“Our statutes state that gender balance in this Committee must be 50-50 and we are glad to have achieved that yet again. In our selection, we also tried to achieve balance in continental representation.”

 

 

Enhancing university sport opportunities on the continental and national levels

 

FISU First-Vice President Leonz Eder opened the presentation on the committee’s collaborative efforts with continental and national members to enhance sporting opportunities on campus, which included the development projects taking place, or slated to, on five continents in 2020.

 

Two continental seminars — held in Taipei City in the fall of 2019 and Rio de Janeiro earlier this winter — were among the highlights of the committee’s efforts. The latter seminar took place immediately after the FISU America General Assembly where Alim Rachid Maluf Neto was re-elected continental president.

 

Recognising the vital role communication must play in advancing university sport, the FISU Asia seminar centred around media and promotion workshops. “It was great to go back to the Summer Universiade 2017 host,” said FISU Eduation and Development Director Lilia Barieva.

 

FISU had high member involvement in a number of events, with included a new Winter Universiade record of 58 nations competing. The 36th FISU General Assembly had 128 participating National University Sports Federations. During the Assembly, the University Sport Movement also welcomed a new member among its ranks, Timor-Leste.  FISU suspended 14 Member Associations during the General Assembly due to non-payment of debts.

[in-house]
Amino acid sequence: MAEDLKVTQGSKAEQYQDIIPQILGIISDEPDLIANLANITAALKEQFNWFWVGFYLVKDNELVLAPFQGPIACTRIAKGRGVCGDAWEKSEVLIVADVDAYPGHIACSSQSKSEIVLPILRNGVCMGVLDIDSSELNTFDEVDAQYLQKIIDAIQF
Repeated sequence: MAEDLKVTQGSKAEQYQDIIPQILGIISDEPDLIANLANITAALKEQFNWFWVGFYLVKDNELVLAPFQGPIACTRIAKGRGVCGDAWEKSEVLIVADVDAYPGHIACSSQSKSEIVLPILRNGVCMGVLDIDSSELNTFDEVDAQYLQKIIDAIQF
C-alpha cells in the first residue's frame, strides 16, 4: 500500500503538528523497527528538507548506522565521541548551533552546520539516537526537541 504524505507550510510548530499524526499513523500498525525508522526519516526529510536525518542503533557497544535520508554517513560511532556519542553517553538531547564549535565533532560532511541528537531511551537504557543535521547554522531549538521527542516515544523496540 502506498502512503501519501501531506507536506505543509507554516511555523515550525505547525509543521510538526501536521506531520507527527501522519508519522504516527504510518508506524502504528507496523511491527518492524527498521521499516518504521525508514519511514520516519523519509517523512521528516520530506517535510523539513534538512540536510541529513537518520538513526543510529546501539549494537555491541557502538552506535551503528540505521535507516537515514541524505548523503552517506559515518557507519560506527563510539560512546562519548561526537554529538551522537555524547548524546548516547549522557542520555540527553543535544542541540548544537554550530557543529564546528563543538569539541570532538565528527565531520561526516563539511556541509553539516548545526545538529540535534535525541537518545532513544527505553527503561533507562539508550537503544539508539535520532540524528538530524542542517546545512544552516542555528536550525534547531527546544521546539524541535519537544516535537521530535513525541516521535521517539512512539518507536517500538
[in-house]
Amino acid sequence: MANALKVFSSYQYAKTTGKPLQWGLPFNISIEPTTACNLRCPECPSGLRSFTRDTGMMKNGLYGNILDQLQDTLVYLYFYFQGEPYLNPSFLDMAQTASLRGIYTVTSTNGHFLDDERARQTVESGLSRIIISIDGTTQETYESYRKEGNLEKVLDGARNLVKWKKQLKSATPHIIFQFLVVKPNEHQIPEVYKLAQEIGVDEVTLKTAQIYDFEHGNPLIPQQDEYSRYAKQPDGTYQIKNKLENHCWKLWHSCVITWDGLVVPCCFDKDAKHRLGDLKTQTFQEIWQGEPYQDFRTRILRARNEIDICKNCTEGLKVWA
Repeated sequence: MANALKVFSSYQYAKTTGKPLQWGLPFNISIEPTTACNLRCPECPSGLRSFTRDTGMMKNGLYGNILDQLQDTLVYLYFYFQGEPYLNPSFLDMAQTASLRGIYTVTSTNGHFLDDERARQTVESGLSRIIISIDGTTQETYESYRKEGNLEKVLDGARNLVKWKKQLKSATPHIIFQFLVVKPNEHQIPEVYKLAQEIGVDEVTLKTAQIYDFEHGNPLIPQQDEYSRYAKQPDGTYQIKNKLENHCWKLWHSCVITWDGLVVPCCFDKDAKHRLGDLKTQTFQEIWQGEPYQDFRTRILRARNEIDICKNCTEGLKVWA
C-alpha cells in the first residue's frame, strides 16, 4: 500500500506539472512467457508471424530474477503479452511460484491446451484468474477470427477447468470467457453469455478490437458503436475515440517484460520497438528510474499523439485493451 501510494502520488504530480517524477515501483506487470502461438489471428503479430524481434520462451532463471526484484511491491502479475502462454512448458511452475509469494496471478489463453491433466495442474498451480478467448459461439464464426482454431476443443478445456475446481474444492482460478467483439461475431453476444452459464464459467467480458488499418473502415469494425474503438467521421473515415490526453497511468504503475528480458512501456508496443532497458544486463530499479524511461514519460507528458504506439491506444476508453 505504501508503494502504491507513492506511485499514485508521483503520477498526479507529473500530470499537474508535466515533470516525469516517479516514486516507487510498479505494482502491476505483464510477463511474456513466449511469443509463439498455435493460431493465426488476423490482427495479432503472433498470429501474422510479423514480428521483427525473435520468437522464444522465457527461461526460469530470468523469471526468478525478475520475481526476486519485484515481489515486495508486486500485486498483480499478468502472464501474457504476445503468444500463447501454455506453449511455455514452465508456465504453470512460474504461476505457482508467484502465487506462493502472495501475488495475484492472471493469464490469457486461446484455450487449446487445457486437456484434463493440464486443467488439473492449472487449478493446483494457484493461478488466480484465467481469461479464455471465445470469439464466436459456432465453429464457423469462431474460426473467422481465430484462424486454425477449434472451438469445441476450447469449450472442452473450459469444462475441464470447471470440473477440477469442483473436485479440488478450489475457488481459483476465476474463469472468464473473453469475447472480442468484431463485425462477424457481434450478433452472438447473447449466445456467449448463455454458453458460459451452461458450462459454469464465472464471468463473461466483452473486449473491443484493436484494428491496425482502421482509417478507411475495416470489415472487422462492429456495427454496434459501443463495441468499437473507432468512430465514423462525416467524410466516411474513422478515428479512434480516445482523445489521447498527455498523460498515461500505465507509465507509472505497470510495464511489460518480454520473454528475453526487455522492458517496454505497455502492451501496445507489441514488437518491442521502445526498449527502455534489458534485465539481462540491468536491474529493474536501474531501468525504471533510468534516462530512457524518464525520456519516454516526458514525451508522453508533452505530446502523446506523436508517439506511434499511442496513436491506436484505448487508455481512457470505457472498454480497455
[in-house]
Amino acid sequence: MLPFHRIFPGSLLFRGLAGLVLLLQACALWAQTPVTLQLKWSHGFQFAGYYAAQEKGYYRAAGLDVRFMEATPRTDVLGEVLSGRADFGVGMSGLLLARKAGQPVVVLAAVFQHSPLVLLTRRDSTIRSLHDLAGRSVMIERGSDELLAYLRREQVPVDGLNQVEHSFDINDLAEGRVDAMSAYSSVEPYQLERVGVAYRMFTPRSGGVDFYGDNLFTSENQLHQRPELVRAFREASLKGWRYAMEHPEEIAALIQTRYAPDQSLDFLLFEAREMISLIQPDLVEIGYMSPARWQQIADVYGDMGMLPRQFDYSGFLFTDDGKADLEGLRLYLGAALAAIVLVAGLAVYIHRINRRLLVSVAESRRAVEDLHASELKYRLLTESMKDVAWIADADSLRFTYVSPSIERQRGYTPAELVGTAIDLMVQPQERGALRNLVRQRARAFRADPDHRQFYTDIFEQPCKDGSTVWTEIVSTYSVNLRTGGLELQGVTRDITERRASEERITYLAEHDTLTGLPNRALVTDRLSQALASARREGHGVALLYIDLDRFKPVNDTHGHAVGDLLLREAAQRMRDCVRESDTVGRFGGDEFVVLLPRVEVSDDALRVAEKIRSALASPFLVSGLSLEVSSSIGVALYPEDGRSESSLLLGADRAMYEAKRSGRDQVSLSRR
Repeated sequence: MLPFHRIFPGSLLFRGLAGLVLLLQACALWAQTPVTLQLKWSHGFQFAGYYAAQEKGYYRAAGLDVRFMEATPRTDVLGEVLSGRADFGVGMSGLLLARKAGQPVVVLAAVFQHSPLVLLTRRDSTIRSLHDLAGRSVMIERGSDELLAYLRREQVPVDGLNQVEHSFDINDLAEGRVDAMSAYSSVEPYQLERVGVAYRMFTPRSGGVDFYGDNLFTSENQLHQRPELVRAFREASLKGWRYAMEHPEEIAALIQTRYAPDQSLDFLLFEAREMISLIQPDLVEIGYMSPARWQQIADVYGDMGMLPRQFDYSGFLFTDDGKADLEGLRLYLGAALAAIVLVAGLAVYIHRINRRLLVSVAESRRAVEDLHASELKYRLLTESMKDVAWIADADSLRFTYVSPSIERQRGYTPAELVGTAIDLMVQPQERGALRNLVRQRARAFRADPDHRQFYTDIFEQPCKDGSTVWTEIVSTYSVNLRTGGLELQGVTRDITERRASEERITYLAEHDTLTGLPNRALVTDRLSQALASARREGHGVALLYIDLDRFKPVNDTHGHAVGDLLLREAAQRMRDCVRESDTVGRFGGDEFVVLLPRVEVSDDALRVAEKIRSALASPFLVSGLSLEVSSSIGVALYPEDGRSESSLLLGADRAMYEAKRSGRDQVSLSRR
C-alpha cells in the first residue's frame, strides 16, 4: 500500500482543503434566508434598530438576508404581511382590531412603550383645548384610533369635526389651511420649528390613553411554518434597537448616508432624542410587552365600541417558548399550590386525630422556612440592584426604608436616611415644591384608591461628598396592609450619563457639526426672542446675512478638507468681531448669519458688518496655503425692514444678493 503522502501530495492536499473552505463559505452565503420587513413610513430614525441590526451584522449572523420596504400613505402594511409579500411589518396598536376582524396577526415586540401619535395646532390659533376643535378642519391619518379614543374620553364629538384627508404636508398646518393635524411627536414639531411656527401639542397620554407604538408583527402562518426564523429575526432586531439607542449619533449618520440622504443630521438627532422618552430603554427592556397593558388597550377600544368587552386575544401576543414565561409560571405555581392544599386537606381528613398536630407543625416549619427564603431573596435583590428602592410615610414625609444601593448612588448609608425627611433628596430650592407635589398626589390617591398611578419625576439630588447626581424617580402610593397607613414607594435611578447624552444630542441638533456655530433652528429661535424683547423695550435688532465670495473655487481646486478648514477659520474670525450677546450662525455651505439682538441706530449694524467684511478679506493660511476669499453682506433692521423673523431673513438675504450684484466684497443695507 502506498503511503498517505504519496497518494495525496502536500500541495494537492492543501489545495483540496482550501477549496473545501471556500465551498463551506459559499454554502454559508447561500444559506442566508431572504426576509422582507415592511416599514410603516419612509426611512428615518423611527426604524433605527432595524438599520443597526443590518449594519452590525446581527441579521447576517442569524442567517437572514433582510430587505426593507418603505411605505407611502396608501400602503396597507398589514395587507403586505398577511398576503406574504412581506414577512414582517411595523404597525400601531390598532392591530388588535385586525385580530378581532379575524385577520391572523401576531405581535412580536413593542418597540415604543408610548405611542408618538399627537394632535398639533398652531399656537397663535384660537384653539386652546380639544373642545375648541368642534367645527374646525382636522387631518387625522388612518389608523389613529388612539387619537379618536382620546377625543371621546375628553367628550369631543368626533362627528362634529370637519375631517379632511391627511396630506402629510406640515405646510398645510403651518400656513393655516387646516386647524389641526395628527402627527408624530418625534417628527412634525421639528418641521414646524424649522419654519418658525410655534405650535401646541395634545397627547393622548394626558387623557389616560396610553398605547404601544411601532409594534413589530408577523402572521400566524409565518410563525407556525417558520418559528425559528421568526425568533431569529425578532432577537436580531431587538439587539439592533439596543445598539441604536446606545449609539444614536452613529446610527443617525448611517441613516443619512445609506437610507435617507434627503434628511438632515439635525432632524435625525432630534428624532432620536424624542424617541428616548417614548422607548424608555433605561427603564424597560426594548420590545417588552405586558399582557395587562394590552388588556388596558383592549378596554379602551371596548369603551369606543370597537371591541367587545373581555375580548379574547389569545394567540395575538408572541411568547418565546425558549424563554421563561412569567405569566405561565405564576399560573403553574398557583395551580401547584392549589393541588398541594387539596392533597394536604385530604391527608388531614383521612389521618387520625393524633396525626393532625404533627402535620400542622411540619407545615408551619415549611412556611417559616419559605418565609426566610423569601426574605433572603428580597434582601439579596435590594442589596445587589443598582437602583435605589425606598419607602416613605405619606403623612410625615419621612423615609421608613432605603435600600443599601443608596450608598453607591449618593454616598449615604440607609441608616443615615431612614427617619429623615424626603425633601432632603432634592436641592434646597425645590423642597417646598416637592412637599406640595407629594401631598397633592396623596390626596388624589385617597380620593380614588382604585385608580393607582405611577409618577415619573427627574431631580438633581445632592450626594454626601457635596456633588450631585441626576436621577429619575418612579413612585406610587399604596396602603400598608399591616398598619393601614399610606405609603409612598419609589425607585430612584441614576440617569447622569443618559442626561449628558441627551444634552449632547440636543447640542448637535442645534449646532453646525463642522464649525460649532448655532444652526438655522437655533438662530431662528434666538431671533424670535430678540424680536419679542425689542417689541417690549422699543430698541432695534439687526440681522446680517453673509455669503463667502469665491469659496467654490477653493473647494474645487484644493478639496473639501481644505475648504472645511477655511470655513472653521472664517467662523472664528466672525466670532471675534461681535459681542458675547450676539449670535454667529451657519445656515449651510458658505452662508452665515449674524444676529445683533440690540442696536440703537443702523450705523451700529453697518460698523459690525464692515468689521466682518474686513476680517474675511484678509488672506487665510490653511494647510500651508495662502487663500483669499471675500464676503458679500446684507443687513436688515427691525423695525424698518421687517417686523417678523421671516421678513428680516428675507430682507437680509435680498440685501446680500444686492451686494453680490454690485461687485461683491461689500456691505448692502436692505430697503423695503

“The International Day of University Sport was one of greatest successes this past year,” said FISU Development Manager Tarmo Jaakson. A record 102 FISU Member Associations taking place in #LetsIDUS events in 2019. "But we anticipate even greater participation in 2020," added Jaakson. 

 

 

FISU Healthy Campus Label

 

FISU Healthy Campus & Universities Relations Director Fernando ParenteFernando Parente, Director of FISU Healthy Campus and Universities Relations, presented a status update of FISU’s ambitious project that aims to eventually target 18,000 universities from 196 countries.   

 

“The FISU Healthy Campus label is a tool or service that we will be providing to universities, to help them improve the well-being of their campus community,” said Parente. “It is also in line with FISU’s strategy to have better and stronger relations with universities worldwide.”

 

Parente also presented the timeline and next steps of the project as well as collaborations with organisations like UNESCO. The FISU Healthy Campus department is working with 30 international experts ahead of the rollout of the project in May 2020, which will coincide with the opening of the digital platform to all universities around the world.

 

 

FISU announces Eurosport digital and television agreement

Through television and live streaming, audiences around the world have been able to follow the action at FISU sports events — at the summer and winter Universiades, to the University World Cups, to select World University Championships in recent years.

 

FISU Secretary General Eric Saintrond announced a 2020-2023 partnership with Eurosport, the industry leading pan-Europe and pan-Asia television sports network.